Euro 2020 best pictures: Expert picks the best photographs from 2021 tournament

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 (The FA via Getty Images)
(The FA via Getty Images)

Throughout Euro 2020, Getty Images senior director of photography for sport, Paul Gilham will pick his best pictures from the tournament.

Day one: Euro 2020 kicks off with a bang in Rome

 (AFP via Getty Images)
(AFP via Getty Images)

Within sport we have waited a long time for the European Football Championships. Football with fans, football with atmosphere. There is nothing better than a major tournament. Emotions and adrenaline ran high when Turkey and Italy took to the pitch as Uefa celebrated the start of Euro 2020. An event that unites the world through the love of the beautiful game. This picture has an atmosphere that captures the significance of the European Football Championships. Picture by Alberto Pizzolio of our partner AFP.

Day two: Tragedy strikes in Copenhagen

 (Getty Images)
(Getty Images)

Watching the live edit come in as we witnessed Christian Eriksen collapse on the pitch during Denmark vs Finland was hard to see and emotional for the team. While we took a very considered approach in what we uploaded and sent to our clients, this picture tells the story of a moment that puts everything into perspective. Our thoughts are with Christian, his family and teammates.

Day three: Tournament lifts off with thriller in Amsterdam

 (UEFA via Getty Images)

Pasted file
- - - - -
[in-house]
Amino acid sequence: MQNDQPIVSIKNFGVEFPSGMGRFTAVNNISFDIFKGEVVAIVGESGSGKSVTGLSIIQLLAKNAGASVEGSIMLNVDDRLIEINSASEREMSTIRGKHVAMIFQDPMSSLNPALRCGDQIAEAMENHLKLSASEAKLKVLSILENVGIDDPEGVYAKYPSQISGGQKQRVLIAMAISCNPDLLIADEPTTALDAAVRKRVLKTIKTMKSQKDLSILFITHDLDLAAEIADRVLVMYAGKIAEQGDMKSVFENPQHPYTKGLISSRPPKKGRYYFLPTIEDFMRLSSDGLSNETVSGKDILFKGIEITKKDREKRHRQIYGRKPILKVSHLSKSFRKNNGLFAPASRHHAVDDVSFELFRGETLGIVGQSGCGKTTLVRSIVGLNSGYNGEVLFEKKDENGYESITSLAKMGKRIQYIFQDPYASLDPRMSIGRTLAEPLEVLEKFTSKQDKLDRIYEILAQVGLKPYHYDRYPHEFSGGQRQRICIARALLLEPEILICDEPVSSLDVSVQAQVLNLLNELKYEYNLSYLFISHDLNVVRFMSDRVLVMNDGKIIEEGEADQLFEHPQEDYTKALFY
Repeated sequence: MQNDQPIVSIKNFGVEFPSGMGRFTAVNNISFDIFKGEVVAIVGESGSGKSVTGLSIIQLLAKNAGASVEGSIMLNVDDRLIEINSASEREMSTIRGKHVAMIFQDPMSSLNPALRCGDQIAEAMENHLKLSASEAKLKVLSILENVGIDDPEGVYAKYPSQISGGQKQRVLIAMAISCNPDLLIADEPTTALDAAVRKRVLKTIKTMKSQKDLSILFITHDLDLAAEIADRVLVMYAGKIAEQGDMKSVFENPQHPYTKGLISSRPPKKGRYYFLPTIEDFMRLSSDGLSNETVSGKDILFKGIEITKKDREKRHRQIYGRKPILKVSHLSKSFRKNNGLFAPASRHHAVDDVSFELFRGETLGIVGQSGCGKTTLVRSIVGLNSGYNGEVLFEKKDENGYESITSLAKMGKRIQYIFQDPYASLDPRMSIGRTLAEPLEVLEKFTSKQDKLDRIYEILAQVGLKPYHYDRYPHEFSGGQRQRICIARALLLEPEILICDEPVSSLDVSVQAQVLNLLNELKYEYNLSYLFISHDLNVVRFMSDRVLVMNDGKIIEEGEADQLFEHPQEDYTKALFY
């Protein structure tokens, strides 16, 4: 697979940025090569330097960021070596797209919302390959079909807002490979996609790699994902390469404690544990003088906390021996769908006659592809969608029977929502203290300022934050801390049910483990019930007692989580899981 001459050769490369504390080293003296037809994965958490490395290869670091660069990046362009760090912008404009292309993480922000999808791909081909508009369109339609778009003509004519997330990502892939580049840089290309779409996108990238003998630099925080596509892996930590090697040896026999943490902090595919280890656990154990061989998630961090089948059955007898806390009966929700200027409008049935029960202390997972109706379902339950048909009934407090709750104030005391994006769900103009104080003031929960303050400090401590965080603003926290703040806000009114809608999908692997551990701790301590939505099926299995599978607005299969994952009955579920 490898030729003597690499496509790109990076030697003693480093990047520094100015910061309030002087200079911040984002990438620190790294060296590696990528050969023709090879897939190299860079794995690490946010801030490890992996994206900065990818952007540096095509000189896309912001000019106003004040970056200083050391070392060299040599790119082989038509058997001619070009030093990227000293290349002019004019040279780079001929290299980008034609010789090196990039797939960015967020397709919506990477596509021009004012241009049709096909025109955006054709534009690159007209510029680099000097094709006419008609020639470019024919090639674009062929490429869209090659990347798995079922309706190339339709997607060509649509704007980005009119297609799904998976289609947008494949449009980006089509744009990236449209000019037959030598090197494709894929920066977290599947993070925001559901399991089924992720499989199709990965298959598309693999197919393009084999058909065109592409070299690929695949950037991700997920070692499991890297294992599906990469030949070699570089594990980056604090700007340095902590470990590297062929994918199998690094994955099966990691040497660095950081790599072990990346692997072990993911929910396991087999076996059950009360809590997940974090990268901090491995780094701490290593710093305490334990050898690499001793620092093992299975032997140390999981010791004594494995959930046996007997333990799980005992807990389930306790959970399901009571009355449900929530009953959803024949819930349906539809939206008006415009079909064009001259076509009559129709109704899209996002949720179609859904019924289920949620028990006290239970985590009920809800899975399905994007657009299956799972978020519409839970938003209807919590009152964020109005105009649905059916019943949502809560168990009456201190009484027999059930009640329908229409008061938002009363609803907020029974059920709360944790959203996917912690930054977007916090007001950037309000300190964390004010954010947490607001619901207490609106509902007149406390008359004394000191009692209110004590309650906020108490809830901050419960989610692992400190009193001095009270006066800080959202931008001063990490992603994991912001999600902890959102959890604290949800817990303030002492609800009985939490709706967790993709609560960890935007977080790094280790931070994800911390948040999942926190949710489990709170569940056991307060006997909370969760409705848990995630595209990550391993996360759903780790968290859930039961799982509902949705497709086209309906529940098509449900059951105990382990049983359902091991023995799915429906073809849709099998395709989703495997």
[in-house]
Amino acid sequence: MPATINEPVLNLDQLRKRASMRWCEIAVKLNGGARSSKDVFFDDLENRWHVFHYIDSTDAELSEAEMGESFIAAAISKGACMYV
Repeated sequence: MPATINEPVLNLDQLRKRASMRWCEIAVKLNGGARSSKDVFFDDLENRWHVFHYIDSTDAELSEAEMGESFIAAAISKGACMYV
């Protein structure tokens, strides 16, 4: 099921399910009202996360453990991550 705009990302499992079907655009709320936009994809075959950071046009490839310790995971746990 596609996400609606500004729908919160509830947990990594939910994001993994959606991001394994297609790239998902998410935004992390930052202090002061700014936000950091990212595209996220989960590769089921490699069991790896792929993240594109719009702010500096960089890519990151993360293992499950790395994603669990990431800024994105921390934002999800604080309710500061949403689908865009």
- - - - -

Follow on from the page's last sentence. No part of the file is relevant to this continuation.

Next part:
(UEFA via Getty Images)

On a day when we celebrated England’s opening win of Euro 2020 against Croatia it was actually the Netherlands vs Ukraine that proved to be the highlight of the day with a thrilling 3-2 win to the hosts in Amsterdam. In this picture Roman Yaremchuk of Ukraine is challenged by Stefan de Vrij of the Netherlands. Picture by Lukas Schulze for Uefa via Getty Images.

Day four: Two sides of goalkeeping in Glasgow

 (Getty Images)
(Getty Images)

Scotland versus Czech Republic will forever be remembered for the incredible goal scored by Patrik Schick. But what I love about this picture of the day is the stark contrast to that goal. A goalkeeping error at one end for Scotland against this goalkeeping brilliance for the Czech Republic at the other. Tomas Vaclik of Czech Republic makes an incredible save from Lyndon Dykes of Scotland. Picture by Stu Forster of Getty Images.

Day five: Ronaldo breaks another record

 (Getty Images)
(Getty Images)

Another goal, another record. On the greatest stage there is always one who delivers. On Monday, Cristiano Ronaldo became the all time leading goal scorer in the history of European Championships. From the heartbreak of 2004 to the success of 2016 I wonder how far Ronaldo can carry Portugal once again. Here is Ronaldo celebrating after he scored his second and Portugal’s third against Hungary at the Puskas Arena in Budapest. Picture by Alex Pantling of Getty Images.

Day six: Italians do the job

 (Getty Images)
(Getty Images)